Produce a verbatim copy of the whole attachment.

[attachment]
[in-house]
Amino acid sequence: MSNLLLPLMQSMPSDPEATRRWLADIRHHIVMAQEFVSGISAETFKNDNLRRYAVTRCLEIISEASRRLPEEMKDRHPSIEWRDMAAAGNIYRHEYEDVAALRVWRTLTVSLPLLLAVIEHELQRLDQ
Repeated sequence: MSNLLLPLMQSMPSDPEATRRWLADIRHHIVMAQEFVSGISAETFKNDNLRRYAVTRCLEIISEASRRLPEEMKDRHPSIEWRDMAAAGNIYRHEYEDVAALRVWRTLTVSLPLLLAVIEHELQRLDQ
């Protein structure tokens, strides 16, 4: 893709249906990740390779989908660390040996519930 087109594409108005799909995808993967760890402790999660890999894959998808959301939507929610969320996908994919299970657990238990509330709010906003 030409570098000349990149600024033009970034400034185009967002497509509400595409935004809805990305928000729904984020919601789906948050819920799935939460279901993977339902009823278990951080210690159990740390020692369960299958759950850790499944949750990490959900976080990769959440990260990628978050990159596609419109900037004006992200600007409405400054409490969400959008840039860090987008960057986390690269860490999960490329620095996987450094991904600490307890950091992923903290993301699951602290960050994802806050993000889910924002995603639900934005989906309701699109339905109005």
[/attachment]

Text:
[in-house]
Amino acid sequence: MSNLLLPLMQSMPSDPEATRRWLADIRHHIVMAQEFVSGISAETFKNDNLRRYAVTRCLEIISEASRRLPEEMKDRHPSIEWRDMAAAGNIYRHEYEDVAALRVWRTLTVSLPLLLAVIEHELQRLDQ
Repeated sequence: MSNLLLPLMQSMPSDPEATRRWLADIRHHIVMAQEFVSGISAETFKNDNLRRYAVTRCLEIISEASRRLPEEMKDRHPSIEWRDMAAAGNIYRHEYEDVAALRVWRTLTVSLPLLLAVIEHELQRLDQ
């Protein structure tokens, strides 16, 4: 893709249906990740390779989908660390040996519930 087109594409108005799909995808993967760890402790999660890999894959998808959301939507929610969320996908994919299970657990238990509330709010906003 030409570098000349990149600024033009970034400034185009967002497509509400595409935004809805990305928000729904984020919601789906948050819920799935939460279901993977339902009823278990951080210690159990740390020692369960299958759950850790499944949750990490959900976080990769959440990260990628978050990159596609419109900037004006992200600007409405400054409490969400959008840039860090987008960057986390690269860490999960490329620095996987450094991904600490307890950091992923903290993301699951602290960050994802806050993000889910924002995603639900934005989906309701699109339905109005």